From the outside, it looked like any of the other mugs in the Auschwitz museum.
But on the inside, this one had a secret — faithfully kept for seven decades.
A false bottom concealed a gold necklace and a gold ring inlaid with stones.
The enameled mug was one of more than 12,000 pieces of kitchenware that Nazis stole from people sent to the Auschwitz concentration camp in occupied Poland.
"The Germans incessantly lied to the Jews deported for extermination," Dr. Piotr M.A. Cywinski, the director of the Auschwitz-Birkenau State Museum, said in a statement. "They were told about resettlement, work and life in a different location."
But the Nazis would allow Jews to take only a small amount of luggage. It was a calculated move: If you were going to start a new life, and could only take a small bag, you'd fill it with your most precious possessions.
So when a victim arrived at Auschwitz, the Germans could be confident they'd be able to loot their luggage and find valuables.
Victims often tried to hide costly possessions from sight.
On one hand, Cywinski says, that's proof that Jewish families were well aware that their belongings would be looted during their deportation.
But it's also a heartbreaking reminder of how much people didn't know about the fate they faced at Auschwitz.
Every effort to hide valuables "shows that the Jewish families constantly had a ray of hope that these items will be required for their existence," Cywinski says.
"Despite the passage of more than 70 years since the liberation of the German Nazi concentration and extermination camp, there are still cases of accidental discovery of objects hidden by the victims," the museum statement read.
And that's what happened with the mug, which was being examined as part of routine work at the museum when the false bottom was discovered.
Beneath, there was a necklace coiled in a circle and wrapped in canvas, and a ring with some stones remaining in the setting.
"It was very well hidden, however, due to the passage of time, the materials underwent gradual degradation, and the second bottom separated from the mug," Hanna Kubik of the Memorial Collections said in the museum's statement.
The museum says that while every find is "carefully documented," it is often impossible to connect a personal item to the victim who owned it because of a a lack of identifying characteristics.
"The jewellery found in the mug will be stored in the Collections of the Museum in the form reflecting the manner in which it had been hidden by the owner, as a testimony to the fate of the Jews deported to the German Nazi concentration and extermination camp," the museum writes.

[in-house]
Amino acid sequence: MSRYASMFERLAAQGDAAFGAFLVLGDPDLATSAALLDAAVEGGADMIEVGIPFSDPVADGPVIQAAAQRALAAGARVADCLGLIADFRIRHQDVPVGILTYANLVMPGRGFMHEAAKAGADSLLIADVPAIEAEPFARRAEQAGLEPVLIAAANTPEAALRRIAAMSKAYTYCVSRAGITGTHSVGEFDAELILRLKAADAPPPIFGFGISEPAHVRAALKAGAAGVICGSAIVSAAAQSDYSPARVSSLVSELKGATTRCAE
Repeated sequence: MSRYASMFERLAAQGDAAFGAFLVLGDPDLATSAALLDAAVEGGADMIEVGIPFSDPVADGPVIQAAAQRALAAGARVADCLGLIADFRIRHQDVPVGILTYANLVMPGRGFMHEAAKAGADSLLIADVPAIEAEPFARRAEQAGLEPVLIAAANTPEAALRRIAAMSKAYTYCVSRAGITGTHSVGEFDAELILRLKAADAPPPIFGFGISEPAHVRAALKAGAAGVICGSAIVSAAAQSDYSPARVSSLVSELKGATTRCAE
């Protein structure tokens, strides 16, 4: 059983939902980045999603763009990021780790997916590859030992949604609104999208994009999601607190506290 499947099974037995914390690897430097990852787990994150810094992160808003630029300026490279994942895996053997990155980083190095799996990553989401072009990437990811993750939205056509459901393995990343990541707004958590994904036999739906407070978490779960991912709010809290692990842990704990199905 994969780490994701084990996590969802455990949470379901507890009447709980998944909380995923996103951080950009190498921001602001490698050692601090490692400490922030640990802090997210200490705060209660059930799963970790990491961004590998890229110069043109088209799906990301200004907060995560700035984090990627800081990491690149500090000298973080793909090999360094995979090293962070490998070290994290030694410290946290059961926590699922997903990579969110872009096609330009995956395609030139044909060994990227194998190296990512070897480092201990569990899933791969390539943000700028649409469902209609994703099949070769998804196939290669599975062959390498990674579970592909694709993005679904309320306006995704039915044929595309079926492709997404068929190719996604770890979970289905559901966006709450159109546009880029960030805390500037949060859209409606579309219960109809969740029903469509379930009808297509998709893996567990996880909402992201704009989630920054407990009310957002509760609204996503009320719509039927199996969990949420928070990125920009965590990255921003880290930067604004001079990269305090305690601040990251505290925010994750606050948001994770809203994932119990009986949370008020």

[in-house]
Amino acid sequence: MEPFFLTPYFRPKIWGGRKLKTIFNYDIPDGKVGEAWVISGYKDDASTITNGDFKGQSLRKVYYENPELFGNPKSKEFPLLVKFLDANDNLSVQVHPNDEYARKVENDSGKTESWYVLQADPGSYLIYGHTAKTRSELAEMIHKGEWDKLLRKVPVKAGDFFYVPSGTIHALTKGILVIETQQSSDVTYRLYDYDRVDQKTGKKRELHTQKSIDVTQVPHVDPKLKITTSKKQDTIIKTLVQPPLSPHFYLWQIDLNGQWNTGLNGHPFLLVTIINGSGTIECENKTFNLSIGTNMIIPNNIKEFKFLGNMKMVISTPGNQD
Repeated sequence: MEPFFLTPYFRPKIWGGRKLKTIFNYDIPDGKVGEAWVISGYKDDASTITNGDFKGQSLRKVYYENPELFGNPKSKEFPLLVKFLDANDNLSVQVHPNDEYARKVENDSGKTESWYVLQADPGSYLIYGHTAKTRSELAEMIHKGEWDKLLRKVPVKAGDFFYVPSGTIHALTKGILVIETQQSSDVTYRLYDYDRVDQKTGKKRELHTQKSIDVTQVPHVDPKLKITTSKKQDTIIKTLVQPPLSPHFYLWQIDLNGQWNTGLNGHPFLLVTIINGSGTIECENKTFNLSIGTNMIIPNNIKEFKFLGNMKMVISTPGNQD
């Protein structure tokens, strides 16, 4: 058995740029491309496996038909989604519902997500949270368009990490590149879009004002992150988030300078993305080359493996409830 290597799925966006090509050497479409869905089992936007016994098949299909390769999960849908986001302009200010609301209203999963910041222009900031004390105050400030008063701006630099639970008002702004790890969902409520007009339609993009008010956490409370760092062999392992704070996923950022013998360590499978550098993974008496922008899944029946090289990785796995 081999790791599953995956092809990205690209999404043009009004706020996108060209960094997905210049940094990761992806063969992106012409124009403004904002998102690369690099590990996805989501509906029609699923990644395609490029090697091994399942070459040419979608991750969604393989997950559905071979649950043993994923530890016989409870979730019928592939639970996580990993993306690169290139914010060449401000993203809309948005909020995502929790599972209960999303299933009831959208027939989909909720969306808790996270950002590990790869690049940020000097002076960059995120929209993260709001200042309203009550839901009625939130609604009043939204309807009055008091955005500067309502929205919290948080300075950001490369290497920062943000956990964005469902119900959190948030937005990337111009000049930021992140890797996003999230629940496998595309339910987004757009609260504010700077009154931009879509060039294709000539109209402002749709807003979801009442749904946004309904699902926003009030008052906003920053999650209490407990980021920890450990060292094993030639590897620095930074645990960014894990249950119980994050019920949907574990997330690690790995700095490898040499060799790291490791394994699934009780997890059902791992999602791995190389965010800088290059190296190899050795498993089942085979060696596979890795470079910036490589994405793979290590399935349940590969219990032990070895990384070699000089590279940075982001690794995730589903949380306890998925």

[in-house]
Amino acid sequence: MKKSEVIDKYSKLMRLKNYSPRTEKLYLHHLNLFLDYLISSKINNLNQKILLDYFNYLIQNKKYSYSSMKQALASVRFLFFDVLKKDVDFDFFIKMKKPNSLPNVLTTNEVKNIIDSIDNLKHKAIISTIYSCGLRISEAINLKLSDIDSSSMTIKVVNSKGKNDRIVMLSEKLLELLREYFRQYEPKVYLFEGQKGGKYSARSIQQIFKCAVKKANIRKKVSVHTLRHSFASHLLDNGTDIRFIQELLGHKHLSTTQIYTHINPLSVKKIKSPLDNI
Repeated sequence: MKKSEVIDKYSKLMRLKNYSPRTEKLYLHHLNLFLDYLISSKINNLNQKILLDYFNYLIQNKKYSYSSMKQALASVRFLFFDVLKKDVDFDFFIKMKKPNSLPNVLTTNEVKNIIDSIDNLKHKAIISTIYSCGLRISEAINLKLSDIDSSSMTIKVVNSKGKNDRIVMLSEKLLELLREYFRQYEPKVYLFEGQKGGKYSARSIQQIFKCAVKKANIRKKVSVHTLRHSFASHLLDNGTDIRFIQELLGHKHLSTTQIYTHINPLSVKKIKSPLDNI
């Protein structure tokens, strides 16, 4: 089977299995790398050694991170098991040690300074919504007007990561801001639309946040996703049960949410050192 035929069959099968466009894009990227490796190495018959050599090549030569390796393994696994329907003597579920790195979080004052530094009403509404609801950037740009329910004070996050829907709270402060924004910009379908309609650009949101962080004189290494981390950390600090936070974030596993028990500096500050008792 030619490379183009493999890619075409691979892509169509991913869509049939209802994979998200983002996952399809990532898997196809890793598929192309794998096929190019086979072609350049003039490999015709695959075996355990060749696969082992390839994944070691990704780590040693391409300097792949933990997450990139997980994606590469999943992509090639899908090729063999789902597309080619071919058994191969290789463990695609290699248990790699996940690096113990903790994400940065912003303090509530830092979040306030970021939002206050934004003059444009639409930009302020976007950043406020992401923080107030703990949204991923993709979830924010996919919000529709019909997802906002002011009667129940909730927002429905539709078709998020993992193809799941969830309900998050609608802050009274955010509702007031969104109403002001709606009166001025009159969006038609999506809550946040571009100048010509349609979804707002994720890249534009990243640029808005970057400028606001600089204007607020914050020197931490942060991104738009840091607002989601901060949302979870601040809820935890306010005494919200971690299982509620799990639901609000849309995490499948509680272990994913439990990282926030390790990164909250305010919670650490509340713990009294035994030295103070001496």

More than 1 million prisoners, mostly Jews, died at Auschwitz during the Holocaust.
ARI SHAPIRO, HOST:
Now a story of hidden treasure uncovered after 70 years in the Auschwitz Museum which collects artifacts from the concentration camp used during World War II. Camila Domonoske wrote about this story for npr.org and joins us now. Camila, what was this item that was discovered after 70 years?
CAMILA DOMONOSKE, BYLINE: So this was a mug that was a part of the collection of kitchenwares that they have at the Auschwitz Museum. And it was a very ordinary looking enamelled mug.
SHAPIRO: But it had a fake bottom.
DOMONOSKE: It had a fake bottom that no one knew about. So the bottom popped off. After decades and decades, it finally started to rust, and...
SHAPIRO: And underneath...
DOMONOSKE: A beautiful gold ring with stones inlaid and a space in the middle for another stone to possibly go there and a gold necklace that had been coiled up and wrapped in canvas.
SHAPIRO: We can assume that Jews did this to hide valuables. Do we know anything specific about who it might have belonged to?
DOMONOSKE: There is no evidence that they have found so far of a specific owner. And so for now, the plan at the museum is to preserve the mug with the treasures exactly how they had been concealed for seven decades.
SHAPIRO: Does this tell us anything larger about what happened at Auschwitz or how the extermination of Jews during the Holocaust happened?
DOMONOSKE: Yeah, it actually does. The director of the Auschwitz Museum was really emphasizing the fact that Jews who were being led to Auschwitz and concentration camps were lied to, right? The Nazis told them we're going to settle you somewhere else. You're going to be starting a new life. We need you to pack, but you can't bring very much. And it was a complete ploy to get them to bring their most valuable items with them to the concentration camp.
And so what the fact that families would hide their valuables like this shows is that there was complete suspicion that this was a ploy to rob them. But there was also a hope that they were going somewhere where having their valuables would be useful.
SHAPIRO: NPR's Camila Domonoske. Thanks a lot.
DOMONOSKE: Yeah. Thank you, Ari. Transcript provided by NPR, Copyright NPR.